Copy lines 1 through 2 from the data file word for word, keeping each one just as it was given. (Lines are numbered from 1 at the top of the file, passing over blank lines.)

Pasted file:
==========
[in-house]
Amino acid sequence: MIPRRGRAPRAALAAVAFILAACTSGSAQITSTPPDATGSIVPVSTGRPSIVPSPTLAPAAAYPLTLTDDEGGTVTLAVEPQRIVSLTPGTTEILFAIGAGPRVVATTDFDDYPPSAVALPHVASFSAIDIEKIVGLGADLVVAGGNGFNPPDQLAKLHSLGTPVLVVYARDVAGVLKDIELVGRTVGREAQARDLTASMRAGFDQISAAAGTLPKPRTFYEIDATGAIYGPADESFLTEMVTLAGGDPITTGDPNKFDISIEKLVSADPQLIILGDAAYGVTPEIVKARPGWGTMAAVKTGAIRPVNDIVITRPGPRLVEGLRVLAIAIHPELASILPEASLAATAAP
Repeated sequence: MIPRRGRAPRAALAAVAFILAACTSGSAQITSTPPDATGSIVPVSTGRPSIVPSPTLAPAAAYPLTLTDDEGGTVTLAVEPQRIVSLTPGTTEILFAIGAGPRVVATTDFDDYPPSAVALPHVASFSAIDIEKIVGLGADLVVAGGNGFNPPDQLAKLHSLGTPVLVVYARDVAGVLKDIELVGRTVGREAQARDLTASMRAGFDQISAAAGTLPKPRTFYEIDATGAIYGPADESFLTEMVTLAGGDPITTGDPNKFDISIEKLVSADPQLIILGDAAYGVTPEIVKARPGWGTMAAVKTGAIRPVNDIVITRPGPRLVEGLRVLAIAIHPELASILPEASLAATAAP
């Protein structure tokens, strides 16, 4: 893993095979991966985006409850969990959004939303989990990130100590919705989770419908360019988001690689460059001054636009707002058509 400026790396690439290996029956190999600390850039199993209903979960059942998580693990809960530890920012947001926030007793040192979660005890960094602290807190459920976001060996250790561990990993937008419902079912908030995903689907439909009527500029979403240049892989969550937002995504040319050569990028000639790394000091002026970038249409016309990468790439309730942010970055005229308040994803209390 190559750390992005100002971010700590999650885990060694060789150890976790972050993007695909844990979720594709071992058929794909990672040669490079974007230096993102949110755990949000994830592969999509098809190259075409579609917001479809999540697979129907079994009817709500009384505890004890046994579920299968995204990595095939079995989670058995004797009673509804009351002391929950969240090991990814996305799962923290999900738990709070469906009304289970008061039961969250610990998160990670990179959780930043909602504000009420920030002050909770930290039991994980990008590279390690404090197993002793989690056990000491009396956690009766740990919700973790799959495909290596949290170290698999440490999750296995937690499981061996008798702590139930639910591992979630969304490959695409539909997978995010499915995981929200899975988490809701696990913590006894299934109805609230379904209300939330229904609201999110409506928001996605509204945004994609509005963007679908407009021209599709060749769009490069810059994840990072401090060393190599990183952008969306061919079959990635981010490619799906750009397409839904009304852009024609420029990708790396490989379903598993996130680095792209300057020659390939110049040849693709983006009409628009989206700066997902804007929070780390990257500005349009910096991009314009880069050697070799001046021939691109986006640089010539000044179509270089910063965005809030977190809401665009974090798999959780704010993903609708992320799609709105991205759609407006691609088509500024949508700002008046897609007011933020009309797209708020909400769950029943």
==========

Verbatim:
[in-house]
Amino acid sequence: MIPRRGRAPRAALAAVAFILAACTSGSAQITSTPPDATGSIVPVSTGRPSIVPSPTLAPAAAYPLTLTDDEGGTVTLAVEPQRIVSLTPGTTEILFAIGAGPRVVATTDFDDYPPSAVALPHVASFSAIDIEKIVGLGADLVVAGGNGFNPPDQLAKLHSLGTPVLVVYARDVAGVLKDIELVGRTVGREAQARDLTASMRAGFDQISAAAGTLPKPRTFYEIDATGAIYGPADESFLTEMVTLAGGDPITTGDPNKFDISIEKLVSADPQLIILGDAAYGVTPEIVKARPGWGTMAAVKTGAIRPVNDIVITRPGPRLVEGLRVLAIAIHPELASILPEASLAATAAP